Obesity, heart disease, and diabetes are all health problems on the rise.

They are also conditions that can be minimized and controlled through proper nutrition.

With today’s fast-paced lives, taking the time to determine the nutritional breakdown for everything we eat is easier said than done.

And nowhere is this more difficult that when we are eating out, as Americans do more and more each year.

Here in California we saw a step forward with the passage last year of state Sen. Alex Padilla’s SB 1420 — requiring nutritional labeling of menu items in chain restaurants.

Now, with the introduction of the federal LEAN (Labeling Education and Nutrition) Act, we have a chance to achieve a uniform national standard, so consumers in all states and communities can benefit.

The LEAN Act would provide consumers dining out at chain restaurants with 20 or more outlets with the kind of nutritional labeling information they need in order to understand the choices they are making and then use that information in ways that are best for their unique health needs.

H.R. 1398 is based on the highly successful federal Nutrition Labeling and Education Act (NLEA), sponsored by our own Congressman Henry Waxman nearly two decades ago, which provided consumers who purchase packaged foods and beverages with comprehensive nutrition information about the food they were buying.

Although this information is now taken for granted, at the time it was a monumental step forward in helping all consumers make healthy choices. The LEAN Act will expand NLEA to include food sold by chain restaurants, giving consumers that same information when they dine out.

But exactly what information consumers are getting is critical.

While current California law requires calorie disclosure on menu boards, having access to only this information out of context can be counterproductive. Just because a jelly donut has fewer calories than a whole wheat bagel does not make it a healthier breakfast option.

Making truly healthy choices requires access to many factors besides calories, including the level of carbohydrates, protein, fiber, sugars, sodium, fat, and cholesterol.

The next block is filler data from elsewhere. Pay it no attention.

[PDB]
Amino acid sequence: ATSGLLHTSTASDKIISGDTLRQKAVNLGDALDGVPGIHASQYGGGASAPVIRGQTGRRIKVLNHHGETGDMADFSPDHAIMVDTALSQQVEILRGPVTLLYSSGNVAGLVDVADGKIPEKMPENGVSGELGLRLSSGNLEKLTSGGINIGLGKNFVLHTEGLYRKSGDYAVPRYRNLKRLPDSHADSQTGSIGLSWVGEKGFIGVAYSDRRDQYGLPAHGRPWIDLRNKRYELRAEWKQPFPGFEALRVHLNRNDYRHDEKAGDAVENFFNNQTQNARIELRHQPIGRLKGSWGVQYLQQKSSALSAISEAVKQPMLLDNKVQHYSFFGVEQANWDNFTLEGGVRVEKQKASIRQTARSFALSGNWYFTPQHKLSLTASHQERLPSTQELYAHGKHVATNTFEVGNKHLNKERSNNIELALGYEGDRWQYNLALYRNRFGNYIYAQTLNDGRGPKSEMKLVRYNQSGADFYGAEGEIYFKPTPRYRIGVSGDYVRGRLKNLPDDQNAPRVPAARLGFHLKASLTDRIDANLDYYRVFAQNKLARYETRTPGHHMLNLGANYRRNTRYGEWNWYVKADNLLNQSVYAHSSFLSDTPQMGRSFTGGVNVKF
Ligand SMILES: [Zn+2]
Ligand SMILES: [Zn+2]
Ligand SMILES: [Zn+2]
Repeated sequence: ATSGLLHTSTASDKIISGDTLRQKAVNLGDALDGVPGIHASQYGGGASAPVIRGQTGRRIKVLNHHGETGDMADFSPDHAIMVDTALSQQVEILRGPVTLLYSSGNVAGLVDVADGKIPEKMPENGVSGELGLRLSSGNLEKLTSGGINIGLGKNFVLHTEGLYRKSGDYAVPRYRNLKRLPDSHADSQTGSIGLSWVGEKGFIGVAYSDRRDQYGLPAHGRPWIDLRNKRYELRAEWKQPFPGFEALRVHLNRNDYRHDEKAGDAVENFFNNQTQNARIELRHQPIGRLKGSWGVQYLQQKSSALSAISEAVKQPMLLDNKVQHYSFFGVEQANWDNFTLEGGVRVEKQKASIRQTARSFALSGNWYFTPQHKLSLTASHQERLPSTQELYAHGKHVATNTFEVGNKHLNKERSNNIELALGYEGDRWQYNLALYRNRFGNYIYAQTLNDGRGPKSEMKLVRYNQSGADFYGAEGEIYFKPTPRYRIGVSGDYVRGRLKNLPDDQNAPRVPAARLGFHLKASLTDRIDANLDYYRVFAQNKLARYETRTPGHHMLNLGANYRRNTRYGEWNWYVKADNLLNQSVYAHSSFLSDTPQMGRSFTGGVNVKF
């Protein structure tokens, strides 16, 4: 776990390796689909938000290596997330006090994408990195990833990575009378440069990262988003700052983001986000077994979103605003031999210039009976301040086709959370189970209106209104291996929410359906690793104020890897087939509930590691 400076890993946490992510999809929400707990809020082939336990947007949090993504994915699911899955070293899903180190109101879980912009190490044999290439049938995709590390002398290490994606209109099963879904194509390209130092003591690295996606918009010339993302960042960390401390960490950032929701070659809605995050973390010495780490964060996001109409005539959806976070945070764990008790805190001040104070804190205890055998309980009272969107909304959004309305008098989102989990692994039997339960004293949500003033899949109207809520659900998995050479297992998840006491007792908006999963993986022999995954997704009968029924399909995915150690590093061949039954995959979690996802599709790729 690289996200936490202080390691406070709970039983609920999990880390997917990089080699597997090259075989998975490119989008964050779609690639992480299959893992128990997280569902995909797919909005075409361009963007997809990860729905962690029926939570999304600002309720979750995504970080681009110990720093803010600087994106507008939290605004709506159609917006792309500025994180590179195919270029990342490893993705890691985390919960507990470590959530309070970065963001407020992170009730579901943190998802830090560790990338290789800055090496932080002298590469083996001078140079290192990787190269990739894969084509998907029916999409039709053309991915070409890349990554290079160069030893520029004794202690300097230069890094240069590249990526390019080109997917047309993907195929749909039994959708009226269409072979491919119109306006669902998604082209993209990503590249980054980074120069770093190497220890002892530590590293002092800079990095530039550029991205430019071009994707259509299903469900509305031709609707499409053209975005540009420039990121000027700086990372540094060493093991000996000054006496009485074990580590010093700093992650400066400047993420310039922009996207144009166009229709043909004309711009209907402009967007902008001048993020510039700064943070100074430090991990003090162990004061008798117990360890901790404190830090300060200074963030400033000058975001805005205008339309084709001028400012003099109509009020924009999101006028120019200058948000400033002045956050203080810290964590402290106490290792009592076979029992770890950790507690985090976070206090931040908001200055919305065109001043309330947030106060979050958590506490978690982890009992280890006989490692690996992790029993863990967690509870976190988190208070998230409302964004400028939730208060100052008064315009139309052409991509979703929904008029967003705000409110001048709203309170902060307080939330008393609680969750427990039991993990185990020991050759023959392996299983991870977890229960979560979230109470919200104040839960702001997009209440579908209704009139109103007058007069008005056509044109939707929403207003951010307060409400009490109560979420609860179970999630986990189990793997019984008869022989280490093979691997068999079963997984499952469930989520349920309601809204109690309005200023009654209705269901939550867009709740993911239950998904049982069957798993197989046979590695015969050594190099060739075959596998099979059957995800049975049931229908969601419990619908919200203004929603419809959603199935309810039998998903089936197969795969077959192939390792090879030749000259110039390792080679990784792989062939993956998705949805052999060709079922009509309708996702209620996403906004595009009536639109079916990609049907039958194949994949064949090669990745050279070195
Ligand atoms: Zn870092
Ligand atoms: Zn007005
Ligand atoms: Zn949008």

The LEAN Act requires that this full spectrum of nutritional information be made available to anyone who requests it prior to the point of purchase.

Neither national law, nor state and local regulations — even here in California — would give consumers access to more nutritional information when dining out.

There are many reasons to act now on moving forward with a national nutritional labeling standard for restaurants.

In addition to California’s alarmingly high obesity rate of 22.6 percent, a recent public opinion poll conducted by Peter D. Hart Research Associates confirms that, while consumers accept responsibility for making their own food choices when eating out, they want more nutrition information to help them to do so.

Moreover, establishing a national nutrition standard has never been more pertinent. With all the discussion of healthcare reform, this bill allows all Americans to proactively reduce the risks of many of our nation’s most costly health conditions.

The NLEA has had a profound effect on the choices we make at the grocery store, by providing us with comprehensive nutrition information, and the LEAN Act can do the same in restaurants.

It provides consumers with a complete array of nutritional information, while also taking into account the needs of widely varying restaurants to assess their own situation and the desires of their customers in deciding how best to provide the information.

The LEAN Act provides us with the opportunity to effect a change in the lives of millions of American consumers.

It is more than just a change we can believe in — it is change we can all help implement, for ourselves and for our families.

Marsha K. Cohen is a cognitive nutritionist in Beverly Hills. She can be reached at marsha@marshacohennutrition.com.

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